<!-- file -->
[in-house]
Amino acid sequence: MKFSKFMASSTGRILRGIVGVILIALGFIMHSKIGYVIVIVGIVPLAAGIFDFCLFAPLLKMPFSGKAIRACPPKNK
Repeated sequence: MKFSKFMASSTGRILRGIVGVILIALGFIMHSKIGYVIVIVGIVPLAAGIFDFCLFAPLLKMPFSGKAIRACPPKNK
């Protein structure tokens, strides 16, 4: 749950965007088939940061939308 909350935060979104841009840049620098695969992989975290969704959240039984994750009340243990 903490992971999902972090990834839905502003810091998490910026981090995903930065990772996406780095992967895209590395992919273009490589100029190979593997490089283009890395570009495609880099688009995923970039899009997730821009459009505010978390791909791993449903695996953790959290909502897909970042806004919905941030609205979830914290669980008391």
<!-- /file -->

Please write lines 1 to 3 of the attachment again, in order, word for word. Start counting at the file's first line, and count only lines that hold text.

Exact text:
[in-house]
Amino acid sequence: MKFSKFMASSTGRILRGIVGVILIALGFIMHSKIGYVIVIVGIVPLAAGIFDFCLFAPLLKMPFSGKAIRACPPKNK
Repeated sequence: MKFSKFMASSTGRILRGIVGVILIALGFIMHSKIGYVIVIVGIVPLAAGIFDFCLFAPLLKMPFSGKAIRACPPKNK